Standard & Poor’s Ratings Services has revised its outlook on Russia-based Alfa Bank to stable from positive. At the same time, Standard & Poor’s also affirmed its ‘B’ long-term and ‘C’ short-term counterparty credit ratings on the bank, as well as its ‘ruA+’ national-scale rating.

“The rating action reflects the recent volatility in the Russian banking sector and the reduced potential for Alfa Bank to be upgraded in the short-to-medium term. The stable outlook balances the bank’s growing franchise and diversity of business lines with the institutional weaknesses of the Russian banking market
and economy,” says Standard & Poor’s credit analyst Ekaterina Trofimova.

In July 2004, the Russian banking sector experienced a period of heavy turbulence, characterized by illiquid wholesale markets and runs on retail banks. Alfa Bank was hit more than the other top-tier private sector banks, losing retail and corporate deposits, and was driven to take exceptional operational and financial measures to be able to meet heavy cash withdrawals. The severity of the depositor run was such that the principal owner of Alfa Bank, Mikhail Fridman, felt the need to publicly state support for his bank and to place new deposits of more than US$800mn in Alfa Bank. The measures taken by Alfa proved effective in stemming the deposit outflow, but the bank’s strategic goal of expansion, particularly in the retail banking segment, suffered a setback. In the medium term, Alfa Bank remains well positioned to develop its banking business across the expanding Russian economy.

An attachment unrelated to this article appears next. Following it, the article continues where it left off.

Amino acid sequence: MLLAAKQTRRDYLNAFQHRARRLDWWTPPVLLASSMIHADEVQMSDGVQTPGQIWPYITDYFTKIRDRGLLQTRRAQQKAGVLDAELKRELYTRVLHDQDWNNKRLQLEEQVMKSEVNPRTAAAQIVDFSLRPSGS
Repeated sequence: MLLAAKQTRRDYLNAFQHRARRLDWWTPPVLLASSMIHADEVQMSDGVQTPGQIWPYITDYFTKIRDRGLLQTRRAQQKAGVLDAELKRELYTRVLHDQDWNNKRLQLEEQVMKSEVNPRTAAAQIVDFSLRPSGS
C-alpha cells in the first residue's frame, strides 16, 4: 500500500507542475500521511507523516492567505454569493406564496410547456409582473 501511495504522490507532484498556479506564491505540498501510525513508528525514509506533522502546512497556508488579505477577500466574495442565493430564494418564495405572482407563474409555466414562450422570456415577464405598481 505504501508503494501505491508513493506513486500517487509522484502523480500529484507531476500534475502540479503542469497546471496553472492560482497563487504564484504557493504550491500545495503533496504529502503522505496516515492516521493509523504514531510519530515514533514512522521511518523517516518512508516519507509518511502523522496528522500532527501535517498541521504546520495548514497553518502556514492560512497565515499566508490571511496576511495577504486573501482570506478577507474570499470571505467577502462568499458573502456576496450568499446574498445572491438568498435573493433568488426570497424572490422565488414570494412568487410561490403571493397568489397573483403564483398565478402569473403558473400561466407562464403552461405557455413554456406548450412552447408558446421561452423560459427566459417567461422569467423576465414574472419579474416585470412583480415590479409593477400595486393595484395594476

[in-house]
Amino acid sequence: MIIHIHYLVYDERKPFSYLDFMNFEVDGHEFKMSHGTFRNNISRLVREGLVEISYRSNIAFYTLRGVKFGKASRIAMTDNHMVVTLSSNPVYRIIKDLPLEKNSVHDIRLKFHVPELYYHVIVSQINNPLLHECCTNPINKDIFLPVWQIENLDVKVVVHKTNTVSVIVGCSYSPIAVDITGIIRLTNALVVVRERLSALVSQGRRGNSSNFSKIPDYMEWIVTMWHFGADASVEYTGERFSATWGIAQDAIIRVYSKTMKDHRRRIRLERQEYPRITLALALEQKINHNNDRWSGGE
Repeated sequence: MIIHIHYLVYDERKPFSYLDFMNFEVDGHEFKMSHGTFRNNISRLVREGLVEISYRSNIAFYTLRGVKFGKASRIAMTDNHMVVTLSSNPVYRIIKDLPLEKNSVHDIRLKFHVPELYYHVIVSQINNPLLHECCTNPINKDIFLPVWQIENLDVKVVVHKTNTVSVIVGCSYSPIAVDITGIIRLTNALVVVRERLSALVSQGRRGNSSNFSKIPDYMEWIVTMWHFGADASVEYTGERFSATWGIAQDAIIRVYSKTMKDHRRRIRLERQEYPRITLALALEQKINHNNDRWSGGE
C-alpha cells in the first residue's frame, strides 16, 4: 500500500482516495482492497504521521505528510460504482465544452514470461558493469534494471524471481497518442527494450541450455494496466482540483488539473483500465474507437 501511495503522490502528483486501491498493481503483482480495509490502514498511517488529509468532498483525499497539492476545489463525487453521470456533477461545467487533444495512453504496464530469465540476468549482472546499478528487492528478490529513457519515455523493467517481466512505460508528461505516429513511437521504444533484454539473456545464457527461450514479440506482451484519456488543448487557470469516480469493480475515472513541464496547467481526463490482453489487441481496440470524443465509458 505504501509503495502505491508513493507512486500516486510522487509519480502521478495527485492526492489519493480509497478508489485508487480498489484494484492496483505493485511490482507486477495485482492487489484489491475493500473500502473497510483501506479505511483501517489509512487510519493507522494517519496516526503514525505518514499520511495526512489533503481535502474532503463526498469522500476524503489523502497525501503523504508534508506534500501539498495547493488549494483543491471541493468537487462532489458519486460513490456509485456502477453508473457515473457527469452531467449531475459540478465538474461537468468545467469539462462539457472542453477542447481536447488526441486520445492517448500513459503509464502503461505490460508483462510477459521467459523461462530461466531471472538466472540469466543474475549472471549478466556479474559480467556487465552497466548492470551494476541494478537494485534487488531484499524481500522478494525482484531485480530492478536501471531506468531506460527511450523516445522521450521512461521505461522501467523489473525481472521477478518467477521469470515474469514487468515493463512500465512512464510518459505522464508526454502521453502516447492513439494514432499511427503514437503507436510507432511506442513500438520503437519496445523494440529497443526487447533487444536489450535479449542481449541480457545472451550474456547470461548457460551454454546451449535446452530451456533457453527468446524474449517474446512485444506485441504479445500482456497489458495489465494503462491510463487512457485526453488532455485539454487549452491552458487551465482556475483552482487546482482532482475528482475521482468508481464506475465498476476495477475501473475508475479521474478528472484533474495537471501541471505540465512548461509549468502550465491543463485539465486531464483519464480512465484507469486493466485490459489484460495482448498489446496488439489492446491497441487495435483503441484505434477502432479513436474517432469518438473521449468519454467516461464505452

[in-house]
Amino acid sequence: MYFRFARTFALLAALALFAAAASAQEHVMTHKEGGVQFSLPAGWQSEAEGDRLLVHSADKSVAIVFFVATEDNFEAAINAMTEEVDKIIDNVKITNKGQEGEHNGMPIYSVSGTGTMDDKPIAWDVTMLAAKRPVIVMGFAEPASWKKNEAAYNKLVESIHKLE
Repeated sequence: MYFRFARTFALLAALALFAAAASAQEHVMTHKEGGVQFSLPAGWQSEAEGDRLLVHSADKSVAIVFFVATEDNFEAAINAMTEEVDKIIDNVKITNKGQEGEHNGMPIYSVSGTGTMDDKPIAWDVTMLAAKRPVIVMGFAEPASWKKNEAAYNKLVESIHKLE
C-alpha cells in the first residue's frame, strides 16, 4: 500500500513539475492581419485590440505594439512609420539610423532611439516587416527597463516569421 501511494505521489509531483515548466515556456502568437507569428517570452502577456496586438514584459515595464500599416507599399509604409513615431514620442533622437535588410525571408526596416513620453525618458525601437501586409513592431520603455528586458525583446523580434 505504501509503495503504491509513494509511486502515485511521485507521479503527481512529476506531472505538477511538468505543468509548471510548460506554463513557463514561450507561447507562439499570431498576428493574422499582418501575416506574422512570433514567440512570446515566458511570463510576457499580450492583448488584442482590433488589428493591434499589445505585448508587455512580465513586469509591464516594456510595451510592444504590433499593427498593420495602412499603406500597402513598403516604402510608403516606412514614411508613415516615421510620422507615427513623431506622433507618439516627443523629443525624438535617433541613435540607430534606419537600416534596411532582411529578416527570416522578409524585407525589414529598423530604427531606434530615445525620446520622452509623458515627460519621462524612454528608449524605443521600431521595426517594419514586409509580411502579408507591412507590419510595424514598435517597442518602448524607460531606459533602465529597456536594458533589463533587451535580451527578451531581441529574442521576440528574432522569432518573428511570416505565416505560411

The ratings on Alfa Bank reflect the bank’s high single-party concentrations, limited capitalization, and high cost base, offset by its expanded commercial network and widening range of services, as well as improvements in its retail and investment banking services, internal IT systems, and risk management.

Profitability remains limited, however, by high operating expenses due to branch network expansion and the development of IT systems. Capital is only adequate with respect to the bank’s risk profile.

“In Standard & Poor’s opinion, its credit rating on Alfa Bank will not change in the short-to-medium term. While the long-term prospects for Alfa Bank and
many other private sector banks are promising, their performances during the rest of 2004 remains unpredictable and could still be turbulent,” adds Trofimova.

Standard & Poor’s will closely monitor the ability of Alfa Bank to regain the customers and deposits that left during the recent turmoil. More generally, the successful implementation of regulatory reforms will be key to its future credit standing and to that of all private sector banks in Russia.